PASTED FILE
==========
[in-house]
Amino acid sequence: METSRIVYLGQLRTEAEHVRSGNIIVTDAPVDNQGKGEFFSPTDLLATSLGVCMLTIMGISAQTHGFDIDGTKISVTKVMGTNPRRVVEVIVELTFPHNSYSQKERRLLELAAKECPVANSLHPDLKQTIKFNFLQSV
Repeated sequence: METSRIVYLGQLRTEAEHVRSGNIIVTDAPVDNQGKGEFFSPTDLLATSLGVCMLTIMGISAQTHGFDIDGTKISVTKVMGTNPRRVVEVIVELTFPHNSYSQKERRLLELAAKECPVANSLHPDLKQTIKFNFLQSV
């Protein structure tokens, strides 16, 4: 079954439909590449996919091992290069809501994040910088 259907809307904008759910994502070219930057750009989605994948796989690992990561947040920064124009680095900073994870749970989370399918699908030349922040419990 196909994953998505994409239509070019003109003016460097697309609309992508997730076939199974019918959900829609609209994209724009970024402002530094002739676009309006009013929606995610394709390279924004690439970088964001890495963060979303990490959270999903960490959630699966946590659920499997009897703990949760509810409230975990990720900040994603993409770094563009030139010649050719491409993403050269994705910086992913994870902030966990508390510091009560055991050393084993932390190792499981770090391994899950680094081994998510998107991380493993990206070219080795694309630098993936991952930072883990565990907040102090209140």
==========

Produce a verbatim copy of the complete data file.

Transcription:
[in-house]
Amino acid sequence: METSRIVYLGQLRTEAEHVRSGNIIVTDAPVDNQGKGEFFSPTDLLATSLGVCMLTIMGISAQTHGFDIDGTKISVTKVMGTNPRRVVEVIVELTFPHNSYSQKERRLLELAAKECPVANSLHPDLKQTIKFNFLQSV
Repeated sequence: METSRIVYLGQLRTEAEHVRSGNIIVTDAPVDNQGKGEFFSPTDLLATSLGVCMLTIMGISAQTHGFDIDGTKISVTKVMGTNPRRVVEVIVELTFPHNSYSQKERRLLELAAKECPVANSLHPDLKQTIKFNFLQSV
């Protein structure tokens, strides 16, 4: 079954439909590449996919091992290069809501994040910088 259907809307904008759910994502070219930057750009989605994948796989690992990561947040920064124009680095900073994870749970989370399918699908030349922040419990 196909994953998505994409239509070019003109003016460097697309609309992508997730076939199974019918959900829609609209994209724009970024402002530094002739676009309006009013929606995610394709390279924004690439970088964001890495963060979303990490959270999903960490959630699966946590659920499997009897703990949760509810409230975990990720900040994603993409770094563009030139010649050719491409993403050269994705910086992913994870902030966990508390510091009560055991050393084993932390190792499981770090391994899950680094081994998510998107991380493993990206070219080795694309630098993936991952930072883990565990907040102090209140």